Milton was born in London to a middle-class family. He was educated at Christ’s College and Cambridge preparing to enter the clergy (Academy of American Poets, 2013). Milton decided against becoming a minister and instead began life as a poet. Milton married three times. He was quite active in politics and favored the Parliamentarian movement in the English Civil War. He wrote many political pamphlets and his famous work “Paradise Lost” offers interpretations of Biblical works, religion, and political forces in England.
Milton’s “Paradise Lost” was written in the style of the classic epic recounting the Biblical tale of Adam and Eve’s fall from grace in the Garden of Eden. The story delves into the characters’ personalities and motivations. Milton’s representation of the Devil as the snake in the Garden of Eden offers political views and calls into question Catholic religious beliefs. One particular quote that ties in the political plight of King Charles I and authority in England was offered by the snake “Indeed? Hath God then said that of the fruit Of all these garden trees ye shall not eat, Yet lords declared of all in earth or air?” (Milton, 2006, p. 825, 9:656-658).
Comparison of These Works
The Nature of the Individual
Donne and Milton each find ways to express concepts that embrace the nature of individualism. Both works call into question religion as a means of individual assessment of beliefs. In the past church and state were combined. To question the church was unacceptable and an act seen as traitorous. By the 17th century people were beginning to assess their own individual opinions on religion. Donne and Milton each present religious concepts for interpretation by readers.
The Nature of Society
Each of the poetic works evaluated the role of individuals in society. Milton’s “Paradise Lost” presents an allegory of society. He presents the characters relating to the political difficulties brought about by extreme authority by King Charles I. His story presents questions of society that readers can correlate to 17th century England. Donne’s “Holy Sonnets” present sonnets of sadness and loss, questions of religion and mortality, and love. The sociological ties to religion and relationships are everyday occurrences. Society was at a point of questioning religion during this period, and Donne’s sonnets present this condition.
Theme of Faith
Donne and Milton both present works of religious faith. “Paradise Lost” offers an interpretation of Biblical passages. Milton uses this story to call attention details of faith for readers to reconsider. This was a time of religious questioning, and individuals assessed their beliefs. John Donne’s “Holy Sonnets” also present faith in God while questioning the sadness of death. Donne offers readers ways to use their faith to overcome despair and sorrow while chronicling his own grief.
John Donne and John Milton each provide unique literary works that provide insight into life during the 17th century. This was a period of change, individually, politically, socially, scientifically, and religiously. Times of change are often difficult to live through. The turbulence of society and the descent into war reveals this problem. Milton presents his views of society, politics, and religion in his work “Paradise Lost.” Donne offers more personal perspectives in his “Holy Sonnets,” but still calls attention to the prominence of religious turmoil and change of the time. Despite the difficulties this period made way for the age of reason when individuality and science blossomed.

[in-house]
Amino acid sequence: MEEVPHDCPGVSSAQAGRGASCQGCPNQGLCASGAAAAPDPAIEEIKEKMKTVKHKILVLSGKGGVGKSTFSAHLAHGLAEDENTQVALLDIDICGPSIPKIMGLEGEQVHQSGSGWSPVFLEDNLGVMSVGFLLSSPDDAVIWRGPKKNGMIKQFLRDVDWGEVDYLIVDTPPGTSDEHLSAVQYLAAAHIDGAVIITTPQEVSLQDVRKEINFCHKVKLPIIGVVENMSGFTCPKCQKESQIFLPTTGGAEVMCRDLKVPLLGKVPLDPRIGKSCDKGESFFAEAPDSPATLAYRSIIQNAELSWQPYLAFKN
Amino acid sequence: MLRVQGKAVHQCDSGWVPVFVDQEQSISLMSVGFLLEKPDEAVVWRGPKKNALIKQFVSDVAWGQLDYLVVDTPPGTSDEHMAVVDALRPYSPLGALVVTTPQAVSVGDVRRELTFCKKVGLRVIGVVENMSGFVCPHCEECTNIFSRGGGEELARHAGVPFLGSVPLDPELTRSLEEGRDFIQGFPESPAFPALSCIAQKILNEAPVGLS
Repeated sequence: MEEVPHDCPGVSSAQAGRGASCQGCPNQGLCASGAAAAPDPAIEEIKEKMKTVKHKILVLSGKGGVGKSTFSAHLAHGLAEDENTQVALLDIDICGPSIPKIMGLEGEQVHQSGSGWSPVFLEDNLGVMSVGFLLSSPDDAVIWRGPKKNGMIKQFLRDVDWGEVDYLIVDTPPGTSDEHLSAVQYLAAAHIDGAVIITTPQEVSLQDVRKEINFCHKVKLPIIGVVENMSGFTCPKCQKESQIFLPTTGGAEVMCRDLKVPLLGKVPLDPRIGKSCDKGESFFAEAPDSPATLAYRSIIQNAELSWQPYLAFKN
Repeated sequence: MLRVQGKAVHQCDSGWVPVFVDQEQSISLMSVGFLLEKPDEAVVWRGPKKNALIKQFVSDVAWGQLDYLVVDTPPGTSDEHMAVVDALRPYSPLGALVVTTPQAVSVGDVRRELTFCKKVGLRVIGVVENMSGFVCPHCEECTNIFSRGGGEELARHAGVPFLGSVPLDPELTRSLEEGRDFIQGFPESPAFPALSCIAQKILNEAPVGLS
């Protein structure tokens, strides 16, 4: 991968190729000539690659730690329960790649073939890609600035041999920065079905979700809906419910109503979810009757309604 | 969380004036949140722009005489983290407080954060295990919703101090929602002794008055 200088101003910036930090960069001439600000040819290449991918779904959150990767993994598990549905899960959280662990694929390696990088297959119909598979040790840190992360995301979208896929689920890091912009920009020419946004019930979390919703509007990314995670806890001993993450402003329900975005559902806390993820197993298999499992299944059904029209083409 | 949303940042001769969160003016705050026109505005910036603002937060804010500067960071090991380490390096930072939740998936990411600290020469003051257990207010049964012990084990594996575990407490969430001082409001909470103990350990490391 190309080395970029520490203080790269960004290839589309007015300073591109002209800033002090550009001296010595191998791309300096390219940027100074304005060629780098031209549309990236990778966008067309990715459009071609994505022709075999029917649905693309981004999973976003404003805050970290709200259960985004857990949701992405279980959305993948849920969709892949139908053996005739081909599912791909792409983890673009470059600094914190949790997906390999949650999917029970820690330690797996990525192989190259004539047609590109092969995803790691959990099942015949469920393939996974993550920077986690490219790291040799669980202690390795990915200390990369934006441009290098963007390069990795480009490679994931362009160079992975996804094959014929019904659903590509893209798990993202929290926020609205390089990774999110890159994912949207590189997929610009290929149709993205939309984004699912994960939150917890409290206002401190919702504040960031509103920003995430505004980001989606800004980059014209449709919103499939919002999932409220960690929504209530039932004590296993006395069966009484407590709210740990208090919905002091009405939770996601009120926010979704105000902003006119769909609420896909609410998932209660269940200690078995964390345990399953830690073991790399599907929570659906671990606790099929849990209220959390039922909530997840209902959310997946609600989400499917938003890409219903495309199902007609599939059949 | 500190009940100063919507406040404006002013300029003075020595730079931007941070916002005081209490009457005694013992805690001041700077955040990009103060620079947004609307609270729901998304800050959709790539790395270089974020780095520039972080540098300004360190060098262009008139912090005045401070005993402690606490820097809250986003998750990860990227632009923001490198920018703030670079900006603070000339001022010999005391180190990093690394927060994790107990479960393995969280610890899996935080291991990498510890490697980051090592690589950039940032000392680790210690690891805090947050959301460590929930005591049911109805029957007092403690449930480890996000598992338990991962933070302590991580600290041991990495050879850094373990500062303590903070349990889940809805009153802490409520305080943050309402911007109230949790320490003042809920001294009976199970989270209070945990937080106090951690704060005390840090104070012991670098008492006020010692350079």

Abrams, M., & Greenblatt, S. (Eds.) (2006). The Norton anthology of English literature:The major authors (8th ed., Vol. A). New York, NY: W. W. Norton & Company.
Academy of American Poets. (2013). John Milton. Retrieved from http://www.poets.org/poet.php/prmPID/707
Donne, J. (2006). Holy sonnets. The Norton anthology of English literature: The major authors (8th ed., Vol. A). New York, NY: W. W. Norton & Company.
Greenwich Royal Observatory. (2011). Royal history: 17th century. Retrieved from http://history-uk.com/time-line/c17th.htm
History Learning Site. (2013). The English civil war. Retrieved from http://www.historylearningsite.co.uk/civil_war_england.htm
Lambert, T. (n.d.). 17th century scientists. Retrieved from http://www.localhistories.org/17thcenturyscientists.html
Luminarium. (2007). The life of John Donne. Retrieved from http://www.luminarium.org/sevenlit/donne/donnebio.htm
Milton, J. (2006). Paradise lost. The Norton anthology of English literature: The major authors (8th ed., Vol. A). New York, NY: W. W. Norton & Company.
Schmoop University Inc. (2013). Death, be not proud holy sonnet 10: Rhyme, form, and meter. Retrieved from http://www.shmoop.com/death-be-not-proud-holy-sonnet-10/rhyme-form-eter.html
Vance, L.M. (n.d.). A brief history of the King James Bible. Retrieved from http://www.av1611.org/kjv/kjvhist.html